The housing crisis continues to grow.
As I write, Shelter publishes its latest report confirming that more than 90,000 children in the UK without a permanent home, living in some form of temporary accommodation. Meanwhile, 9 million people now rent privately including over 1.3 million families with children. Nearly half of private rented households are over the age of 35.
It is undoubtedly the case that, whenever any market is unstable, some people will seek to exploit the situation for their own benefit. I have written before about those letting agents who are double-charging, purporting to act for both the landlord and the tenant and providing a complete lack of transparency of their fees.[i]
It is now clear that some estate agents are pulling off a similar trick, charging both buyers and sellers for a sale of the same property. This practice creates a conflict of interest, as it is not clear who the agent is represent. With some agents charging buyers 2.5% of the sale price of a property that fee can run into thousands of pounds.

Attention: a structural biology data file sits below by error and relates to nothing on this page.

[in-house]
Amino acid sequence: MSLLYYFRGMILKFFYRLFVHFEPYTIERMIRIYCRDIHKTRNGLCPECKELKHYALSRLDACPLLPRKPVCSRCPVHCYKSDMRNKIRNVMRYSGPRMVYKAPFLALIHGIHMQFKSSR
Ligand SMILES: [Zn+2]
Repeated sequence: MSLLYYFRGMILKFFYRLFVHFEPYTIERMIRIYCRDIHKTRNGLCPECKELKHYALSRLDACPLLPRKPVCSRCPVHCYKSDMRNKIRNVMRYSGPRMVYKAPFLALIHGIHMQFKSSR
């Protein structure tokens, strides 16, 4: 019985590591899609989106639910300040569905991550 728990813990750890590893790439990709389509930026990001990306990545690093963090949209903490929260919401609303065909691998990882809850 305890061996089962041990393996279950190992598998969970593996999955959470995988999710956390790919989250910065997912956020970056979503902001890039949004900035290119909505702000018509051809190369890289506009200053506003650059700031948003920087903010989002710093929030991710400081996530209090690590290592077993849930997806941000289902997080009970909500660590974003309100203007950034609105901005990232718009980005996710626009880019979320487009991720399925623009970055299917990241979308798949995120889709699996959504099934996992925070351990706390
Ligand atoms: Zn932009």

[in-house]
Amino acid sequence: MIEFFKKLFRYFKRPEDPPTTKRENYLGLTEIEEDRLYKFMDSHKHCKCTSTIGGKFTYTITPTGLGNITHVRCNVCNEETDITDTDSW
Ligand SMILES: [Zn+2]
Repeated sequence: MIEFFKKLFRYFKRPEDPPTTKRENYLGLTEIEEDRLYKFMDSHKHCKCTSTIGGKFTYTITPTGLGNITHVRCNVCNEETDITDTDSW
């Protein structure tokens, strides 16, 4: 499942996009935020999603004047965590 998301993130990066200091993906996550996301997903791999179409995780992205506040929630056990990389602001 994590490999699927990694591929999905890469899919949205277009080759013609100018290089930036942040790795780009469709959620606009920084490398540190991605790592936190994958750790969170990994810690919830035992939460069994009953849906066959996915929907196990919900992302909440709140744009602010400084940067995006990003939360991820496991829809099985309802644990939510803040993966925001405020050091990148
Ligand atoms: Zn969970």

The average home is now eight times the average wage, and it takes over 20 years for the average family to save for a deposit. In the last year, 1 million homes were bought in the UK. House prices rose by nearly 12% over the last year.
It’s in this context that many estate agents have introduced a new form of contract, called ‘sale by informal tender’ involving sealed bids to make offers on properties. Estate agents are then charging the successful bidder an ‘introductory’ fee, but also charging a fee sellers to market their property in this way.
The practice is rapidly spreading from London to the rest of the UK. It’s a rip-off and it needs to be stopped quickly. We have a chance to do this in the Consumer Rights’ Bill, currently in the House of Lords.